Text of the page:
Monday 18 April 2011

Quick Cairngorm Overnight

A sudden opportunity for an overnight trip combined with fine weather and a good forecast saw me hastily packing gear and heading for the Cairngorms late in the afternoon. As I climbed up to the Cairngorm Plateau the shadows were lengthening and the low sun was highlighting the cliffs, making the always dramatic rocks look more jagged and splintered than usual. Once on the tops the stones were glowing gold, the snowfields shining white and the darkening blue sky streaked with fine tendrils and smears of cloud. There was no wind and the air was warm. The last few day walkers started their descent and I was alone, in sole possession of the vastness and space. Dodging round the soft and slippery snowfields I took a circuitous route to the heart of the Plateau where I camped beside a still half-frozen lochan, settling into the tent just as darkness fell. Then as I lay looking out at the silent hills the sky started to brighten again with a yellowish hue on the clouds and a pale grey-blue cast on the snow. A sharp curve of light edged the clouds and slowly an almost-full moon rose over a distant ridge. As the moon crept up the sky I fell asleep to be woken hours later by a restless wind rustling the tent and blowing cold damp air over my face. Zipping up the tent door shut out the breeze and I was soon snuggling deep in my sleeping bag and sinking back into sleep.

Waking again to the very different pale grey of dawn I looked out to see clouds covering the summits. The temperature was not far above freezing and the wind, sweeping over the snow, was chilly. Coffee and muesli set me up for the morning and I was soon climbing the snowfields to Ben Macdui. The summit was cloud free but there was little in the way of views as all around the clouds swirled and surged. Then as I returned across the plateau the clouds began to dissolve, revealing summits and snowfields. A great sweep of shattered blocks and cracked slabs of snow marked avalanches on the Great Slab in Coire an Lochain. The burns running out of the corries were heavy with snowmelt, taking away the last of the winter.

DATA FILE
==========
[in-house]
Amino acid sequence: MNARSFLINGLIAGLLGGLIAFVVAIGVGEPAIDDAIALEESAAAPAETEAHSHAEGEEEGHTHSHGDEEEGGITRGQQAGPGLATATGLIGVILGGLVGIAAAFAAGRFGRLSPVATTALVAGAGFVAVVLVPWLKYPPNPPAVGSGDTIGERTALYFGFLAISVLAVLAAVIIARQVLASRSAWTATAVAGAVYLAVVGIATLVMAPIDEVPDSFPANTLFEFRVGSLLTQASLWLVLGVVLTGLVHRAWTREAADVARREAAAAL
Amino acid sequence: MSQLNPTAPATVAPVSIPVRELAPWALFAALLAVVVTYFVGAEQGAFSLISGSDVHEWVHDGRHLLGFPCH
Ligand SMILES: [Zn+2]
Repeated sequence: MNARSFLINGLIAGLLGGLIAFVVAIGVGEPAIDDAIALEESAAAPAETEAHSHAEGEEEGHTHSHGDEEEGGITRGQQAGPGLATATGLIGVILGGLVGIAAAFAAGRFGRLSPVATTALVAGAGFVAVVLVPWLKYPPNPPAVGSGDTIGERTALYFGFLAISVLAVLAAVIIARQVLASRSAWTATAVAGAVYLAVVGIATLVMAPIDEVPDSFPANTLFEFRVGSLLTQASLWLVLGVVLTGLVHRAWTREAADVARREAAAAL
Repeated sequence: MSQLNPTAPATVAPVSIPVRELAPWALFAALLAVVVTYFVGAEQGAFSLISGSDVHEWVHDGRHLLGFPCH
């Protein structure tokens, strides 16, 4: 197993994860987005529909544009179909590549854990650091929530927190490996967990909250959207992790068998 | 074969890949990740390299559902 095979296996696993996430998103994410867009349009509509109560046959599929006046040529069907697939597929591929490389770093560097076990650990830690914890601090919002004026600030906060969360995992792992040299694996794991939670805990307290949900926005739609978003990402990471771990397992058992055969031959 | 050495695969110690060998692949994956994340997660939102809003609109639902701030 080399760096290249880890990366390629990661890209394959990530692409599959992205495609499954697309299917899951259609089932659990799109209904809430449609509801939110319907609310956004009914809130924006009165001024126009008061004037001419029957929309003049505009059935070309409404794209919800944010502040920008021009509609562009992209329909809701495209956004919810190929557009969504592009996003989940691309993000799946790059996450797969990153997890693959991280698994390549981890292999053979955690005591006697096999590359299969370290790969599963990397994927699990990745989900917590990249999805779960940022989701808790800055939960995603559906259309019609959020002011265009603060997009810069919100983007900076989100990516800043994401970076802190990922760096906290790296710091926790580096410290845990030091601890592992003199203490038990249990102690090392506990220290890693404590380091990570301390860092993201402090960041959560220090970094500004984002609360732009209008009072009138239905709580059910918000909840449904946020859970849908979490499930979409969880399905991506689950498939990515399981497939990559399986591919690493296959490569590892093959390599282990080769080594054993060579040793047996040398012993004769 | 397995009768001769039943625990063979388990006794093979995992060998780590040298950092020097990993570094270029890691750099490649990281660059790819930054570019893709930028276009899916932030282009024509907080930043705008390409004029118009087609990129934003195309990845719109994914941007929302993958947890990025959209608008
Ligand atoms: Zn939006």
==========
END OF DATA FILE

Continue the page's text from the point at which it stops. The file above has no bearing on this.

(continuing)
Twenty hours after it began my trip was over, a short but intense immersion into the wild world of the Cairngorms, a familiar landscape but one that never fails to impress with its power and beauty.

From the top the pictures are:
Evening light on the Cairngorm Plateau, April 17.
Early morning at the Lochan Buidhe Camp, April 18.
Across Lochan Buidhe to Cairn Gorm as the clouds clear, April 18.


  1. Magical Chris, thanks for sharing your night in the wilds.


  2. Just beautiful. Such a privilege to have these things on one's door step. If only those guys down at Holyrood understood it, eh?

    That looks like the new Vaude Power Tokee??

    I expect you'll be reviewing it before too long? Must be quite small and with limited headroom, but perhaps less flappy than the Lizard?
    (verification word for this post: lizid!)

  3. Thanks folks.

    Andyy, yes that is the Power Tokee. I'll be reviewing it along with nine other single hoop tents in the July TGO. It is quite small without much headroom and not that flappy.

  4. Thanks for the info, Chris.

    I suppose you won't be able to say much until TGO comes out in June, but did you find it less flappy than the Laser Comp? I got rid of it because for summit camping it's just too noisy most of the time. The Tokee seems tauter, so I'd be tempted to get one..

    Your pitch seems fairly close to the Feith Buidhe??

  5. Andy, my pitch was just above Lochan Buidhe.

    I did find the Tokee a bit less flappy than the Laser Comp but with both tents it depends on the pitch. I'd try the Tokee for size before buying - it is small.

  6. Cheers for that, Chris.

    Aye, I meant near the site of the Curran Bothy.

    It's a magical place and you captured the spirit of the place with those photos.

    Must go back there for an overnigher one of these days...

  7. As for the Tokee size, this picture speaks volumes... (he's a big bloke though, 6'2")

  8. I really enjoyed reading this Chris. I wish I lived closer to Scotland but am trying to make the most of doing the equivalent short overnighters much closer to home, and very much enjoying this instead.
    I do like how you write; it's what I look for in real prose, something I find lacking nowadays. It really takes me into your environment and I thank you for sharing!

  9. Thank you Helen. I'm enjoying reading your accounts which capture the places and experience well.

    For those who don't know Helen's blog it's here -